After being convicted of vote-by-mail fraud in connection to the 2013 municipal elections last month, Hoboken politico Frank Raia is seeking a new trial according to new documents filed in the case.
By John Heinis/Hudson County View
“The relief sought is warranted because: 1) the jury’s guilty verdict was against the weight of the evidence; 2) the rulings of the court at trial, which were adverse to defendant, compromised the right of defendant to due process and a fair trial,” Alan Zegas, Raia’s criminal defense attorney, wrote in a July 9th motion for a new trial.
Zegas also leaves the door open for “any other grounds” set forth by Raia in any upcoming brief or oral arguments before the court and also filed a motion for judgement of acquittal.
Given the unlikelihood of the latter scenario, Zegas has requested 30 days to prepare a brief in support of this motion.
Raia was convicted of VBM fraud related to the 2013 municipal elections, when he was running for councilman-at-large and also supporting a ballot question to loosen the city’s rent control laws, back on June 25th, as Hudson County View first reported.
The jury verdict came inside U.S. District Judge William J. Martini’s court after around four days of testimony about a day-and-a-half of deliberations.
In short, the government, represented by Assistant U.S. Attorneys Rahul Agarwal and Sean Farrell, had argued that Raia had knowingly led an operation where low-income Hoboken residents were paid $50 in exchange to voting for Raia’s “One Hoboken” slate and yes on the rent control referendum question.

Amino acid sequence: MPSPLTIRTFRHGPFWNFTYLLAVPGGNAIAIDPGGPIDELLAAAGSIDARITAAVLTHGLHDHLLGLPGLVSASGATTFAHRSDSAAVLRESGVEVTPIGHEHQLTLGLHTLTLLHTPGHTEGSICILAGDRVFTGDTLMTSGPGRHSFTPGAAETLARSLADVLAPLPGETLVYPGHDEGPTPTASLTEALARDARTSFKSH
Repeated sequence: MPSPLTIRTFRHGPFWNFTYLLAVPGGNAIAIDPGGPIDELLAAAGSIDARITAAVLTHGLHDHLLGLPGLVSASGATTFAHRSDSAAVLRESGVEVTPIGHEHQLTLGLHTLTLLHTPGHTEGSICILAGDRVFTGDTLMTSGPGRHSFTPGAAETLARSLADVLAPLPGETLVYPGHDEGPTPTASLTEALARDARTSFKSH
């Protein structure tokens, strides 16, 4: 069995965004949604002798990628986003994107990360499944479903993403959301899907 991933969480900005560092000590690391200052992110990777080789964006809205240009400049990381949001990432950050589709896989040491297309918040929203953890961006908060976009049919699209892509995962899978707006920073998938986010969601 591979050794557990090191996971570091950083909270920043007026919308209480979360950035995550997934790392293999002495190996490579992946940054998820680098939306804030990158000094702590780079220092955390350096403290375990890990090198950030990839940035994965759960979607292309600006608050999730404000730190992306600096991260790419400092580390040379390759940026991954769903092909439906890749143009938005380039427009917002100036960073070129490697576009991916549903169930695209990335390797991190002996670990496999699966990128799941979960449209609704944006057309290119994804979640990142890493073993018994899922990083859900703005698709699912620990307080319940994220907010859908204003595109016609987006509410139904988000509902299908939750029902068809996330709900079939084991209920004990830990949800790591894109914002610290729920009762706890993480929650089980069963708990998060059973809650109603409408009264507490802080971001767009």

Meanwhile, Zegas countered that all of the evidence presented by the government, which included the testimony of several former “captains” from Raia’s political operation, was circumstantial and that people were only paid by the Let the People Decide super PAC and Bluewater Operations in exchange for campaign work.
After the verdict, Martini scheduled Raia’s sentencing for October 3rd at 10 a.m., where he faces a maximum sentence of 5 years in prison and a $250,000 fine.
While a spokesman for the U.S. Attorney’s Office did not immediately return an email seeking comment on Wednesday, a statement released by U.S. Attorney Craig Carpenito hours after the verdict have led many to believe that investigations into VBM fraud in the Mile Square City are far from over.
â€œThe defendant in this case tried to rig a Hoboken municipal election by voting multiple times, both for himself and for a ballot question that he supported,â€ Carpenito said at the time.
â€œHe did so by deploying his loyal foot soldiers to buy votes from people who he thought were in need of money, and then creating a phony cover story to conceal his tracks. Fortunately, neither federal law enforcement nor the jury was fooled. Todayâ€™s verdict underscores this Officeâ€™s continued dedication to uncovering, investigating and prosecuting acts of corruption at every level of New Jersey government.â€
Zegas also did not immediately return an email seeking comment.